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Rocket with higher velocity than its own thruster.

  1. Jun 1, 2013 #1
    If I'm traveling at 22000 miles per second and fire a thruster with an exhaust velocity of 1700 miles per second does the thrust creat drag because I'm going faster? If not what is the effect?
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  3. Jun 1, 2013 #2


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    The thrust will increase your speed. Exhaust speed does not limit rocket speed. It does however determine how much propellent you need to reach a given speed.

    The basic equation, known as the rocket equation, is

    Delta V = V_e ln (MR)

    V_e is the exhaust speed, and MR is the ratio of the mass of the ship + fuel divided by the just the mass of the ship.

    Thus for your example, to reach 22,000 mps with a exhaust velocity of 1700 mps, you would have to have 417139 kg of fuel for every 1 kg of ship mass.
  4. Jun 2, 2013 #3
    Bear in mind that these velocities are relative to two different things. The rocket's is (presumably) relative to the earth and the exhaust's is relative to the rocket. The exhaust still travels down from the rocket at 1700 miles per second, though it is has net upwards velocity relative to the earth. It doesn't get stuck under the rocket or something if that's what you're thinking. The only thing that matters for thrust is the relative velocity between the rocket and the exhaust.
  5. Jun 3, 2013 #4


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    It still creates thrust. If you want to think of it from the frame of the observer, the rocket and the fuel are both initially going by you at 22000 miles per second. Then, if the rocket fires as it passes you, the rocket is taking its fuel and slowing it down (relative to you) from 22000 miles per second to 20300 miles per second. Even though the fuel is still traveling the same direction as the rocket, it slowed down from the speed of the rocket (since it was initially in the rocket's fuel tank) to the speed of the rocket minus the exhaust velocity. This requires that the rocket exerted a backwards-facing force on the fuel, and thus (by newton's third law) the fuel exerted a forward force on the rocket, which speeds it up.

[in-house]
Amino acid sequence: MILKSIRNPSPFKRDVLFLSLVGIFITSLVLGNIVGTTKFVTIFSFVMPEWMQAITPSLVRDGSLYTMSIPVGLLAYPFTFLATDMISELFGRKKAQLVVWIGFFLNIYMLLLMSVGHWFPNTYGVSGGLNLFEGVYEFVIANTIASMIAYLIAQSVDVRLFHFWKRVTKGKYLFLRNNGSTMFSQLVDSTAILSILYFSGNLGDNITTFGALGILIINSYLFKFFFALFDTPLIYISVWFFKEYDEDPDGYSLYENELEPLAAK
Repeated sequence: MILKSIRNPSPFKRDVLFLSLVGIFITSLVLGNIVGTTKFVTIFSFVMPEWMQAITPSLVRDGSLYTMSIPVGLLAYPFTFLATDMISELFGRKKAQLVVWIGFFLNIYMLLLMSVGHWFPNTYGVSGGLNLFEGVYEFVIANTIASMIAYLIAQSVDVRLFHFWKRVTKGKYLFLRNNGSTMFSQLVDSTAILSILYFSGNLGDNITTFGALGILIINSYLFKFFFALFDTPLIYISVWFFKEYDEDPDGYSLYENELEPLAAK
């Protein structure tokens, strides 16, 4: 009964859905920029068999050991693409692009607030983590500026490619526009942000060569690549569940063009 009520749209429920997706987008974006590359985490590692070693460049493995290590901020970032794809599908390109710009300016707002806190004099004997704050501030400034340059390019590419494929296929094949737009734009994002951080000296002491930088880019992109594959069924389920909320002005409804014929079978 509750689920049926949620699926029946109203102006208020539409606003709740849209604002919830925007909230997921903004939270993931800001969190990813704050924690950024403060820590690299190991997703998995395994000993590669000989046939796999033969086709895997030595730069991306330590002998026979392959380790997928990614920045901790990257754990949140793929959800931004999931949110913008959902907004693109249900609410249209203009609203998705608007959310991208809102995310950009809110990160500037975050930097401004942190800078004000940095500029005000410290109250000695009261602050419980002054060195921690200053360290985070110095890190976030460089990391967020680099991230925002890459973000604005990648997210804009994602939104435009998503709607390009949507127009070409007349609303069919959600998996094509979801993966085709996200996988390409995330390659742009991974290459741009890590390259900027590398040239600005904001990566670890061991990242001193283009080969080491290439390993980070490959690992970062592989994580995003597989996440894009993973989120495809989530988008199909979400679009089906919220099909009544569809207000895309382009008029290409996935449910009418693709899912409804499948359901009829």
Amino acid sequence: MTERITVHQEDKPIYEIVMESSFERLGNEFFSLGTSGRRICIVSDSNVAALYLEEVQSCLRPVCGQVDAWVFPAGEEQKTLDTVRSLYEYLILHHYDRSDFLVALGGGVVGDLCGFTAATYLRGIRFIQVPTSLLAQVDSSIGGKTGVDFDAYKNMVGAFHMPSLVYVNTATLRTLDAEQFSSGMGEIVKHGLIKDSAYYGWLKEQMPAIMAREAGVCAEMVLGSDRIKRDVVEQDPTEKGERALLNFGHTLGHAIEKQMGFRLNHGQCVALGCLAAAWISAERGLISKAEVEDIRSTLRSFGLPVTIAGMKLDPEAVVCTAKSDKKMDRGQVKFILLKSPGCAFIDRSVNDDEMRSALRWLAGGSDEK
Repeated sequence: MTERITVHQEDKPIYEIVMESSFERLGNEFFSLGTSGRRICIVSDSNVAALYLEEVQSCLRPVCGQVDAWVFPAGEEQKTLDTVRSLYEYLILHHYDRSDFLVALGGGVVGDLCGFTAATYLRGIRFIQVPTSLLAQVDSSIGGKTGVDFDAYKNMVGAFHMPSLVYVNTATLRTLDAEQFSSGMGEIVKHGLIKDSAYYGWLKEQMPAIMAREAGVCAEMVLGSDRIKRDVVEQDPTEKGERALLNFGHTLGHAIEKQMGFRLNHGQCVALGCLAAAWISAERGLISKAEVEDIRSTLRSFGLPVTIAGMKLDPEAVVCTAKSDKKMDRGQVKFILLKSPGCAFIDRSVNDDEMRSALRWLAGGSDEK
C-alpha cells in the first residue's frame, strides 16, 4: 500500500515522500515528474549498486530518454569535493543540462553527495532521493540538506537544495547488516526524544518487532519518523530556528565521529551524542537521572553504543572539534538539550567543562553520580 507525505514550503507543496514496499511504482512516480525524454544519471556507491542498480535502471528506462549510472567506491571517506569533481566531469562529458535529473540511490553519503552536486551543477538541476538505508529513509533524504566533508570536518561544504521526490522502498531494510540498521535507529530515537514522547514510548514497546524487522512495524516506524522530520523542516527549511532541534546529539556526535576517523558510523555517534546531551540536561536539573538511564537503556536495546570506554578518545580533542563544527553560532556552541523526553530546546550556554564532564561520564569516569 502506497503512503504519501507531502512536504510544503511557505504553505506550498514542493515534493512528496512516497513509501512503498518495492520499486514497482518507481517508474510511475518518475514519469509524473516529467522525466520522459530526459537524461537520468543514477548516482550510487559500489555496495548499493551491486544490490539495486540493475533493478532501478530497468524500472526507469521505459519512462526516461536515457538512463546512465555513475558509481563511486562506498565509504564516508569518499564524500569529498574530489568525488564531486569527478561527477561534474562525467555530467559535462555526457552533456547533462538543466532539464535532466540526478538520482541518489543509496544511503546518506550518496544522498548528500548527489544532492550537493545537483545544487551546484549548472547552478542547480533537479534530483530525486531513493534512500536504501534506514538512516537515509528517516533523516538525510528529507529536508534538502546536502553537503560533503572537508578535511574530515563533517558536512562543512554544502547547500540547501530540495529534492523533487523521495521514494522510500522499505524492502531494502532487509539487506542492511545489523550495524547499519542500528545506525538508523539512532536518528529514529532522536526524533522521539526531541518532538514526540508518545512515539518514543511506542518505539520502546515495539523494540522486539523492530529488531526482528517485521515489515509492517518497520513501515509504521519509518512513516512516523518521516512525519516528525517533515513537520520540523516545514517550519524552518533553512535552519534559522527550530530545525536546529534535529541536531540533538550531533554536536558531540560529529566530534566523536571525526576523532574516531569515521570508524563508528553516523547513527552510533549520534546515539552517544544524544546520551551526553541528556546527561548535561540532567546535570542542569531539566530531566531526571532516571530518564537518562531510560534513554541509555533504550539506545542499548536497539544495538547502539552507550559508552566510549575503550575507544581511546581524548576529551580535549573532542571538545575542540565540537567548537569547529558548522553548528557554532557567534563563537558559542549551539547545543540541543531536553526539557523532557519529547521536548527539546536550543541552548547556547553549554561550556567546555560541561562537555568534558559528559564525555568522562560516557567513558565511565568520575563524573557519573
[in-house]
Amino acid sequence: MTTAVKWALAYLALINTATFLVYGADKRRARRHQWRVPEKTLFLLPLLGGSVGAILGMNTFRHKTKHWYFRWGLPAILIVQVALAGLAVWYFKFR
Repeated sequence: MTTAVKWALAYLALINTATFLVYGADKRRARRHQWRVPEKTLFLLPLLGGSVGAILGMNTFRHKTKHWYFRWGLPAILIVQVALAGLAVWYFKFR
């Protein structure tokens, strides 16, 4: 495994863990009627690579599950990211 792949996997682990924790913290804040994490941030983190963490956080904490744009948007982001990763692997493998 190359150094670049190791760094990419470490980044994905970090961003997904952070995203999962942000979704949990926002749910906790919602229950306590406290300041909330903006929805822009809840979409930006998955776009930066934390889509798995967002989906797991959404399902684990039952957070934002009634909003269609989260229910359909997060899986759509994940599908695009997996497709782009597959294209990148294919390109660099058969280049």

This can be contrasted with a jet aircraft - in the case of a jet aircraft, the reaction mass is primarily the air which the jet is flying through. Because the air is not traveling with the jet, the jet must have an exhaust velocity higher than its flight velocity in order to continue producing thrust.
  6. Jun 3, 2013 #5


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    Wouldn't this also be an issue for a rocket in the atmosphere (although this post's example speeds are way to high for a rocket in the atmoshpere)? In reasonbly dense atmosphere, if rocket thrust is slower than rocket speed, you'd end up with a net drag at the aft end of a rocket.
  7. Jun 3, 2013 #6
    No, just think of it in terms of changing momentum. For the rocket to increase its forward momentum, it needs to increase the backwards momentum of something (or decrease the forwards of momentum of something, but that's not how propulsion works). We can choose any frame to work in and the rocket's is the most convenient. In the rocket's frame, the propellant starts out at rest and is shot backwards. This accelerates the rocket relative to this frame, which of course is also acceleration relative to the earth. The speed of the rocket, density of the atmosphere, and anything else are all irrelevant (well, ignoring aerodynamic drag which is something else altogether).

    On the other hand, a jet has air entering its intake at the jet's airspeed (in the jet's reference frame). In order to push the jet forward, it must leave the jet faster than it came in. Thus, the propellant velocity must exceed the jet's air speed.
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